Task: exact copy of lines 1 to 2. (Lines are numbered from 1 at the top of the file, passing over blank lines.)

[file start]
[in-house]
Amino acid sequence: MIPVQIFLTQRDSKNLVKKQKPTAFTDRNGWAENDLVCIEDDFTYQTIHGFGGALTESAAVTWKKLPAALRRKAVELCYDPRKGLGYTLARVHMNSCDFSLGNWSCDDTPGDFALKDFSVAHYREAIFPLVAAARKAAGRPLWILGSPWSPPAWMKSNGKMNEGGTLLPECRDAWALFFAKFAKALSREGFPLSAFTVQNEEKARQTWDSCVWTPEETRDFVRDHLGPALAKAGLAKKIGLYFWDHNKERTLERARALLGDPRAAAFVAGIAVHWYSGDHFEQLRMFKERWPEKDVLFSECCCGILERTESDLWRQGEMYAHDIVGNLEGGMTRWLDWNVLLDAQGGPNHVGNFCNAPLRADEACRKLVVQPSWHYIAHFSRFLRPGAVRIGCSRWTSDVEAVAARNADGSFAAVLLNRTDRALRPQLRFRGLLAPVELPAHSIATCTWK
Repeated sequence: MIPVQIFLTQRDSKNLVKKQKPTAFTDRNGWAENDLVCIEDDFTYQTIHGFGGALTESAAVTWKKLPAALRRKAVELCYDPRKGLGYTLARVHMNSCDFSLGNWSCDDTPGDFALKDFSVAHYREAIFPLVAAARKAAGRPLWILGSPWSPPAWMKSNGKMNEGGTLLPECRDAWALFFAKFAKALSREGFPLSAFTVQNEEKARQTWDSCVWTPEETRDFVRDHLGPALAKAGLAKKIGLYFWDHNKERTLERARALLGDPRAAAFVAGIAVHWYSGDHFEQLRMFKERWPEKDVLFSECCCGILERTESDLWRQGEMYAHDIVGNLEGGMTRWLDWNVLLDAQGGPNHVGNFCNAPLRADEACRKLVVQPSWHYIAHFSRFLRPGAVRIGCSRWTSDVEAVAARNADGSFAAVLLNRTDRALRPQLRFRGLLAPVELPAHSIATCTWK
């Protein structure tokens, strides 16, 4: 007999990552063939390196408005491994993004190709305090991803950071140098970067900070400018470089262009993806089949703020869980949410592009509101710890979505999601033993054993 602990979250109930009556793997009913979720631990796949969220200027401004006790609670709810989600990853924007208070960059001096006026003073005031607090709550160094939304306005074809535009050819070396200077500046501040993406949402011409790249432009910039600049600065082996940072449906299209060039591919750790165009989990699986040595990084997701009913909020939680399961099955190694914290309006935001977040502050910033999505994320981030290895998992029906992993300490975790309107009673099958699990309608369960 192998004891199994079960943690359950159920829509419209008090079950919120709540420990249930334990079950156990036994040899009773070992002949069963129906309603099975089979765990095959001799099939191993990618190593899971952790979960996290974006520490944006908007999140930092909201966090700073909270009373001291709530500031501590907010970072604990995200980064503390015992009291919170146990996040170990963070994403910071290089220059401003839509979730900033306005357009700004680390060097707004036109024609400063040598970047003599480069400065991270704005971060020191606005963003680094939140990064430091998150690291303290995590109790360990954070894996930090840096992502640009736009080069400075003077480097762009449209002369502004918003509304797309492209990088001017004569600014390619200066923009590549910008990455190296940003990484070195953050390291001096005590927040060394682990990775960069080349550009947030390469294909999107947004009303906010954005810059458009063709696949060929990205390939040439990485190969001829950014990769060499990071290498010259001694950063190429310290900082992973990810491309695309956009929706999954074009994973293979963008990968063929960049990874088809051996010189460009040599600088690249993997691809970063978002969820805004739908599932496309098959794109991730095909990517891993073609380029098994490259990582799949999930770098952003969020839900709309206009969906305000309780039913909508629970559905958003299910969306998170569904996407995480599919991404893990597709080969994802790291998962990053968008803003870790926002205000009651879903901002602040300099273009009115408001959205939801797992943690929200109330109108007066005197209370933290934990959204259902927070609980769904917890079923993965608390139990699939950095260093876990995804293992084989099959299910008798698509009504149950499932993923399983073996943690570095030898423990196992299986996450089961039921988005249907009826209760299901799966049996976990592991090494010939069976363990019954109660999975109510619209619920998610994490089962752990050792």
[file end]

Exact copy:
[in-house]
Amino acid sequence: MIPVQIFLTQRDSKNLVKKQKPTAFTDRNGWAENDLVCIEDDFTYQTIHGFGGALTESAAVTWKKLPAALRRKAVELCYDPRKGLGYTLARVHMNSCDFSLGNWSCDDTPGDFALKDFSVAHYREAIFPLVAAARKAAGRPLWILGSPWSPPAWMKSNGKMNEGGTLLPECRDAWALFFAKFAKALSREGFPLSAFTVQNEEKARQTWDSCVWTPEETRDFVRDHLGPALAKAGLAKKIGLYFWDHNKERTLERARALLGDPRAAAFVAGIAVHWYSGDHFEQLRMFKERWPEKDVLFSECCCGILERTESDLWRQGEMYAHDIVGNLEGGMTRWLDWNVLLDAQGGPNHVGNFCNAPLRADEACRKLVVQPSWHYIAHFSRFLRPGAVRIGCSRWTSDVEAVAARNADGSFAAVLLNRTDRALRPQLRFRGLLAPVELPAHSIATCTWK